IPS Digital Frontiers Seminar: Citizen Participation in Policy Development and the “Democracy Machine”


Faced with an increasingly educated and active citizenry, policymakers from different parts of the world recognise the value of public engagement. Moving away from one-way channel of information, governments are adopting different methods to engage citizens in partnerships to co-create policies. For governments, besides providing input to policy formulation, citizen engagement also plays a part in strengthening the legitimacy of the resulting policies. For citizens, the process of deliberation during engagement exposes them to different viewpoints, enables them to acquire deeper knowledge of issues, and helps them to formulate more well-considered opinions. In addition, with the proliferation of digital platforms, public engagement has taken on new forms.

This two-part IPS seminar brings together policymakers, academics, and private and people sector leaders to explore the concept and practice of citizen engagement, and how they may be applicable in the context of policymaking in Singapore.

Part 1: Public Engagement in Singapore

In Singapore, public engagement has been an important element of the policy development and implementation process. With a more sophisticated citizenry, well-designed public engagement enables the government to involve them constructively in making sense of complex issues, and developing and implementing decisions and solutions. Public engagement also has the potential to create common spaces for citizens to contribute, build relationships and trust, and engage in service to one other for the common good. This sharing by Ms Melissa Tan, Deputy Director, Office of Citizen Engagement in the Ministry of Culture, Community and Youth paints a vision for a more resilient and cohesive society through deepening capacity for citizen participation. It seeks to discuss how the government could work in partnership with civil society to address challenges and to tap opportunities, to collectively work towards active citizen participation in Singapore.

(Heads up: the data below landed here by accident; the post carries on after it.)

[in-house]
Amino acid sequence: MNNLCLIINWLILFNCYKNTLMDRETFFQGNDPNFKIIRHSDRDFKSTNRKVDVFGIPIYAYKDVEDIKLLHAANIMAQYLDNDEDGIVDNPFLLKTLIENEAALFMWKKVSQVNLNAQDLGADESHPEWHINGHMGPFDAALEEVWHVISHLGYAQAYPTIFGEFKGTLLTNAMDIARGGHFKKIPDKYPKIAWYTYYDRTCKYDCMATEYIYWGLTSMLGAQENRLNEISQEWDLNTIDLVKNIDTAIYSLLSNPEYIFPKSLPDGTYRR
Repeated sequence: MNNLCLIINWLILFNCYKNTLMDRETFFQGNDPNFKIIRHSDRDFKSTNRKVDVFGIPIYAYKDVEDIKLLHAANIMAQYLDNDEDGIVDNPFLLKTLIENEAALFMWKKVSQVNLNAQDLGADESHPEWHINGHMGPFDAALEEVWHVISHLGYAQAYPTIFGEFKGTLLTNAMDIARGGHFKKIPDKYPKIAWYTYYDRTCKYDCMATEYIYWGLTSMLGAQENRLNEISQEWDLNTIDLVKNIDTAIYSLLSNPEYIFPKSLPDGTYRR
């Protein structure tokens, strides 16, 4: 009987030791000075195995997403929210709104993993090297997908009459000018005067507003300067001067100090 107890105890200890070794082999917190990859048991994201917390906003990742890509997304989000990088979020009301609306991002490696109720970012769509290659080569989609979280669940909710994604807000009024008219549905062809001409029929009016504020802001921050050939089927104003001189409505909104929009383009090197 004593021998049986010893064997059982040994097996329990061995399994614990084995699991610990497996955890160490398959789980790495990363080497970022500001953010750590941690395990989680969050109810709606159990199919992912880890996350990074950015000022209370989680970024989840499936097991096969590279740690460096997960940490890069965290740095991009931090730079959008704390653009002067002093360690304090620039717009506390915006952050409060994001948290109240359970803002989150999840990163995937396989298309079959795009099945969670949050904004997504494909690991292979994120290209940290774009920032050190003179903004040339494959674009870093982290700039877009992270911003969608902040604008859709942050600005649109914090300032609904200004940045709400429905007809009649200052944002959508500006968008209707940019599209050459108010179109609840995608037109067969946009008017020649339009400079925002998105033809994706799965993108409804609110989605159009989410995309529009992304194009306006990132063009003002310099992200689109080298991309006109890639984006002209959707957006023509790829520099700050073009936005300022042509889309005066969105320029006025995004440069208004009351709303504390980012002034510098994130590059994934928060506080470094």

Part 2: “Democracy Machine” and Deliberative Engagement

Recent advances in online civic engagement tools have created a digital civic space replete with opportunities to craft and critique laws and rules or evaluate candidates, ballot measures and policy ideas. These civic spaces, however, remain largely disconnected from one another, such that tremendous energy dissipates from each civic portal. Long-term feedback loops also remain rare. Professor John Gastil proposes to address these limitations by building an integrative online commons that links together the best existing tools by making them components in a larger “Democracy Machine.” Drawing on gamification principles, this integrative platform provides incentives for drawing new people into the civic sphere, encouraging more sustained and deliberative engagement, and feedback to government and citizens alike, to improve how the public interacts with the public sector. After describing this proposed platform, Professor Gastil will consider the most challenging problems it faces and how to address them.

About the IPS Digital Frontiers Seminar:

This series of seminars is based on the idea that new technologies have reached a point that has suddenly opened the doors for novel ways of doing things, be it in the social, political, economic and even research arenas. The seminars in the series are:



By invitation only.


If you have any enquiries, please contact Ms Choo Kia Ming at tel: 6516-8391 or via email:

Thursday, 22 June 2017
2.45 pm – 5.00 pm